Ronald Reagan wanted to win the Cold War: he threatened the Soviets with his arms buildup, he supported anti-Communist insurgencies around the world, he committed the CIA to keep Solidarity alive in Poland, and he predicted to the British Parliament that Marxism-Leninism would end up "in the ash heap of history." Poland was freed, the Berlin Wall came down, and the Soviet Union collapsed. Maybe you can't prove a cause-and-effect relationship, but to deny one seems foolish.
To the extent that "Reagan" the film and Reagan the book are biographies, it doesn't matter what credit you give him. You understand the man through his commitment. If character is revealed through action, Reagan's determination, his willful optimism, his faith in America and Western ideals are revealed in his battle against big government and Communism, the crusades of his lifetime.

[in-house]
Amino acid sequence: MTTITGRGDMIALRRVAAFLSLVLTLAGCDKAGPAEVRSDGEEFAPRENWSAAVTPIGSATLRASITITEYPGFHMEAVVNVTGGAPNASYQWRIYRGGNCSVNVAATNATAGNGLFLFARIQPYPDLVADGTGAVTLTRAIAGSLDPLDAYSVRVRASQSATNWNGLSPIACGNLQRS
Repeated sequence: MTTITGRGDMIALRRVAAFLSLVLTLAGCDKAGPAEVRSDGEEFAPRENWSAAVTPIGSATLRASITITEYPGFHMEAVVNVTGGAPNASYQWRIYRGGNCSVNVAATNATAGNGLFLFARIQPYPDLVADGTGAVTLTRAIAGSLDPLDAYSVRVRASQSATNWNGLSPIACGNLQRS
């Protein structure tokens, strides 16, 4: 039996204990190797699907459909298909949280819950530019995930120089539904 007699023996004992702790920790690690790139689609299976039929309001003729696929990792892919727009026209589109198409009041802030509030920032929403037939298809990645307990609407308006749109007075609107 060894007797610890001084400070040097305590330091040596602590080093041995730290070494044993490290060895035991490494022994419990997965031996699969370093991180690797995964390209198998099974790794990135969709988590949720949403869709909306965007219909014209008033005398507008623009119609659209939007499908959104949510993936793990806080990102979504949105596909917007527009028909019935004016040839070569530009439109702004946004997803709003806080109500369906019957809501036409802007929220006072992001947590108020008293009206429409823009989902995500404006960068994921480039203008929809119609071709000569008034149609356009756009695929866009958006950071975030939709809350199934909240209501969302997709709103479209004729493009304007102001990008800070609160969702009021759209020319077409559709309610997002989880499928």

On July 4, 1986, Lady Liberty's one-hundredth birthday, Ronald Reagan stood on the deck of the John F. Kennedy. As he pushed the button that sent a laser beam across the New York harbor to light the refurbished symbol of the American promise, the skies above erupted in the biggest display of fireworks in history. Midway into his second presidential term, Ronald Reagan was at the height of his popularity. He had become as one with America's great symbol: the embodiment of the nation's most cherished myths.
"He was a man for whom the American dream became a luminous reality," wrote journalist and Reagan biographer Lou Cannon, "the wholesome citizen hero who inhabits our democratic imaginations, an 'Everyman' who was slow to anger, but willing to fight for right, and correct wrongdoing when aroused."
"Reagan was a bit of a mystic," his close aide Lyn Nofziger said, "very much a Christian and very much a man who believes in the Almighty and in a plan that the Almighty may have. And he thought that America was sent here between two oceans for a very specific purpose, which was literally to be a beacon of freedom to the rest of the world."